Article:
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Influential Italian TV producer Carlo Bixio, whose Publispei company for decades drove ratings with some of the country’s most popular shows, including the Sanremo Song Festival and smash hit series “I Cesaroni,” died suddenly of undisclosed causes in a Milan hotel room on March 1. He was 69.

Born into a Milanese showbiz family — his composing father, Cesare, is considered the man who launched modern Italian pop music — Carlo Bixio started out as a record producer and publisher of film scores in the 1960s before producing Sanremo in the early 1980s.

In 1980 Bixio became partners with impresario Gianni Ravera in Publispei, which at the time was the country’s leading organizer of made-for-TV events. He gave the Sanremo fest new lustre by allowing auds on pubcaster RAI to vote their favorite tune, turning the Italo pop song extravaganza into the country’s top-rated TV event, a status it retains to this day.

In the 1990s Bixio branched out into fiction with “Un medico in famiglia,” an Italo remake of Spanish skein “Medico de familia,” now at its seventh series on pubcaster RAI and a piece of Italo TV history that proved Italians could make their own series rather than rely exclusively on Hollywood.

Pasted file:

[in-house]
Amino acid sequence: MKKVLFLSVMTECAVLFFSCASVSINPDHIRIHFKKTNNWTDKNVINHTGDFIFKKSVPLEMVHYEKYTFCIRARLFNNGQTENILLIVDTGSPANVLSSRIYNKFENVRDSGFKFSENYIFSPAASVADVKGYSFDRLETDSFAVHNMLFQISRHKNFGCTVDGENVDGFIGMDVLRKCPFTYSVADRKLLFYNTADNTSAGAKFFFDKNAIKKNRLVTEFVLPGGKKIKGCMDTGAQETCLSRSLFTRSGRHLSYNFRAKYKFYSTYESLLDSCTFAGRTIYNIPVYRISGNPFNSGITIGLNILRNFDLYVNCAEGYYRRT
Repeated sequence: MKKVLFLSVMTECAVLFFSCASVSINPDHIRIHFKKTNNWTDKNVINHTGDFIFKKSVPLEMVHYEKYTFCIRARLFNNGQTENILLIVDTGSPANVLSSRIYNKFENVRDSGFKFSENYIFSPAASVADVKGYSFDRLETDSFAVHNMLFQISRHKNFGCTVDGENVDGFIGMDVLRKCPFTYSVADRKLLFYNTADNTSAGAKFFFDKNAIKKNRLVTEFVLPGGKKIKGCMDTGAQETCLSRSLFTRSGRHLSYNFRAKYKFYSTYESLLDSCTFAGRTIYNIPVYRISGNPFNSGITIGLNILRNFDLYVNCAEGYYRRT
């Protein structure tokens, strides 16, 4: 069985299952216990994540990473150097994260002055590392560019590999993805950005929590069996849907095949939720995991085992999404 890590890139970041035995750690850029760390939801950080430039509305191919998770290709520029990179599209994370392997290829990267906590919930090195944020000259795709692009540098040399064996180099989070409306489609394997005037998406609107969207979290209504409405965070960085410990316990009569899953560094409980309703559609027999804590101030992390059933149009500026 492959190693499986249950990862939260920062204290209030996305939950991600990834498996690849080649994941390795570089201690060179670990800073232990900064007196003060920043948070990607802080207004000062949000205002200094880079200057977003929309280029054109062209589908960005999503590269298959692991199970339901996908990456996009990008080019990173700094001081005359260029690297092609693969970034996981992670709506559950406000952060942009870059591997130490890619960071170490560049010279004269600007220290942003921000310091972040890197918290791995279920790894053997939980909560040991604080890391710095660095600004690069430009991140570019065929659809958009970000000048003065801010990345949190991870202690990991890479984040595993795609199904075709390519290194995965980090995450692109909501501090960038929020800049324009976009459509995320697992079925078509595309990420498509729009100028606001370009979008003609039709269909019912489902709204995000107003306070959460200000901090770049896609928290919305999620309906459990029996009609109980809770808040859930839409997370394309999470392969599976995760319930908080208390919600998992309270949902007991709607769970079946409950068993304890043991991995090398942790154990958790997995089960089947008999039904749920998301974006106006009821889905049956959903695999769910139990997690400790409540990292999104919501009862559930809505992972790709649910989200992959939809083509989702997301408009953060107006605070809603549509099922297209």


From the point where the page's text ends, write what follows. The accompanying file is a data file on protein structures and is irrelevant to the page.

Bixio went on to become among the country’s most prolific series’ producers and scored an even bigger hit with “I Cesaroni,” an adaptation of another Spanish show, “Los Serrano.” “I Cesaroni” bowed in 2006 on Mediaset and became Italy’s top-rated skein for four consecutive seasons. A fifth is in the works.

“Over the many years that we worked together I learned that Carlo Bixio knew how to talk to people’s hearts,” said Mediaset executive VP Piersilvio Berlusconi in a statement.

“We have lost a man who dedicated his entire life to developing Italy’s cultural industry,” said Warner Bros. Italy topper Paolo Ferrari, who is also chief of Italy’s entertainment entrepreneurs.

Bixio, who was vice president of Italy’s TV producers’ association APT, had also been a founder of the Rome Fiction Festival, an event that he saw as a way for Italian producers to broaden their somewhat insular visions.

“International productions are often better than ours because broadcasters outside Italy are more selective; but we should not be afraid to observe their works and compare, because it can help up grow,” he said in a 2009 interview with Variety.

Bixio is suvived by his wife, Gabriella, a daughter and a son.